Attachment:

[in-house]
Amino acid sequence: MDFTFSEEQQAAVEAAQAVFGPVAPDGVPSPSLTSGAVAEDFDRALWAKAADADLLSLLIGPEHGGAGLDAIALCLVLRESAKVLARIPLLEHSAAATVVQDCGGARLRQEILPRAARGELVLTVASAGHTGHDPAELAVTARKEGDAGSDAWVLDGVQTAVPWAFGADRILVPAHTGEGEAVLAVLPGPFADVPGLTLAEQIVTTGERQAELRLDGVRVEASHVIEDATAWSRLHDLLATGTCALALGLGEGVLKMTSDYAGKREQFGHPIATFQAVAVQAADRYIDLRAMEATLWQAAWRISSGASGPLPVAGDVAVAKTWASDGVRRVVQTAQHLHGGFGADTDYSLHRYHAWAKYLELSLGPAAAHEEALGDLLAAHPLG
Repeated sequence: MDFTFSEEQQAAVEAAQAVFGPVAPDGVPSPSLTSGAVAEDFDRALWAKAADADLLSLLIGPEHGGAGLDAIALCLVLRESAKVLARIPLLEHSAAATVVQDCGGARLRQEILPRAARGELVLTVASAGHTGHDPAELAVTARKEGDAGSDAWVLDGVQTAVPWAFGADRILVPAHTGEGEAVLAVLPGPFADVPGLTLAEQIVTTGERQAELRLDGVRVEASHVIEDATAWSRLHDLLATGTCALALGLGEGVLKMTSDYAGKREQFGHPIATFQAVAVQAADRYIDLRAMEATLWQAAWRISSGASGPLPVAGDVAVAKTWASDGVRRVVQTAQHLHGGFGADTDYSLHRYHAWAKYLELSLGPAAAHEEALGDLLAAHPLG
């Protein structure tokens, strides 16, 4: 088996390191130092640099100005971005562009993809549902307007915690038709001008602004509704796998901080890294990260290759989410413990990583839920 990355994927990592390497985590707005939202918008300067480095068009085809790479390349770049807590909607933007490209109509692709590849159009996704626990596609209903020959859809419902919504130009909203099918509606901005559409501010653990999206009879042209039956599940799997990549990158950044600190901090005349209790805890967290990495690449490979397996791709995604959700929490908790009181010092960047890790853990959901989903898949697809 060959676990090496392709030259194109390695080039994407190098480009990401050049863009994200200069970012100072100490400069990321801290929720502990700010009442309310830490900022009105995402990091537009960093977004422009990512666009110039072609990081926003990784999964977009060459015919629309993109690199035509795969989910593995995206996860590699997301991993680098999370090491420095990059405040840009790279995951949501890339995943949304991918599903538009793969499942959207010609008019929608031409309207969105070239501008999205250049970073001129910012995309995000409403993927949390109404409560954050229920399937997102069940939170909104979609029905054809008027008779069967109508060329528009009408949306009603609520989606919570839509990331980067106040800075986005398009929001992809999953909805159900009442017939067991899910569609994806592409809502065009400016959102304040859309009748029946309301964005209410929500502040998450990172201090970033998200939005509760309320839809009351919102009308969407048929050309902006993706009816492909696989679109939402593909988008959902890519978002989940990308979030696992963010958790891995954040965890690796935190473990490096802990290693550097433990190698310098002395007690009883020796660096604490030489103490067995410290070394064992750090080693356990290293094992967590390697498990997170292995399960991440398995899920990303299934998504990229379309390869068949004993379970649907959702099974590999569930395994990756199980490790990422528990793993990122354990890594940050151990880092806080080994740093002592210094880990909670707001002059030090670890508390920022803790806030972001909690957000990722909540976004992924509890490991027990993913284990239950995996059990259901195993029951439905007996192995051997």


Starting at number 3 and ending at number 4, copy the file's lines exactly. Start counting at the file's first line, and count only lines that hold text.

Repeated sequence: MDFTFSEEQQAAVEAAQAVFGPVAPDGVPSPSLTSGAVAEDFDRALWAKAADADLLSLLIGPEHGGAGLDAIALCLVLRESAKVLARIPLLEHSAAATVVQDCGGARLRQEILPRAARGELVLTVASAGHTGHDPAELAVTARKEGDAGSDAWVLDGVQTAVPWAFGADRILVPAHTGEGEAVLAVLPGPFADVPGLTLAEQIVTTGERQAELRLDGVRVEASHVIEDATAWSRLHDLLATGTCALALGLGEGVLKMTSDYAGKREQFGHPIATFQAVAVQAADRYIDLRAMEATLWQAAWRISSGASGPLPVAGDVAVAKTWASDGVRRVVQTAQHLHGGFGADTDYSLHRYHAWAKYLELSLGPAAAHEEALGDLLAAHPLG
């Protein structure tokens, strides 16, 4: 088996390191130092640099100005971005562009993809549902307007915690038709001008602004509704796998901080890294990260290759989410413990990583839920 990355994927990592390497985590707005939202918008300067480095068009085809790479390349770049807590909607933007490209109509692709590849159009996704626990596609209903020959859809419902919504130009909203099918509606901005559409501010653990999206009879042209039956599940799997990549990158950044600190901090005349209790805890967290990495690449490979397996791709995604959700929490908790009181010092960047890790853990959901989903898949697809 060959676990090496392709030259194109390695080039994407190098480009990401050049863009994200200069970012100072100490400069990321801290929720502990700010009442309310830490900022009105995402990091537009960093977004422009990512666009110039072609990081926003990784999964977009060459015919629309993109690199035509795969989910593995995206996860590699997301991993680098999370090491420095990059405040840009790279995951949501890339995943949304991918599903538009793969499942959207010609008019929608031409309207969105070239501008999205250049970073001129910012995309995000409403993927949390109404409560954050229920399937997102069940939170909104979609029905054809008027008779069967109508060329528009009408949306009603609520989606919570839509990331980067106040800075986005398009929001992809999953909805159900009442017939067991899910569609994806592409809502065009400016959102304040859309009748029946309301964005209410929500502040998450990172201090970033998200939005509760309320839809009351919102009308969407048929050309902006993706009816492909696989679109939402593909988008959902890519978002989940990308979030696992963010958790891995954040965890690796935190473990490096802990290693550097433990190698310098002395007690009883020796660096604490030489103490067995410290070394064992750090080693356990290293094992967590390697498990997170292995399960991440398995899920990303299934998504990229379309390869068949004993379970649907959702099974590999569930395994990756199980490790990422528990793993990122354990890594940050151990880092806080080994740093002592210094880990909670707001002059030090670890508390920022803790806030972001909690957000990722909540976004992924509890490991027990993913284990239950995996059990259901195993029951439905007996192995051997």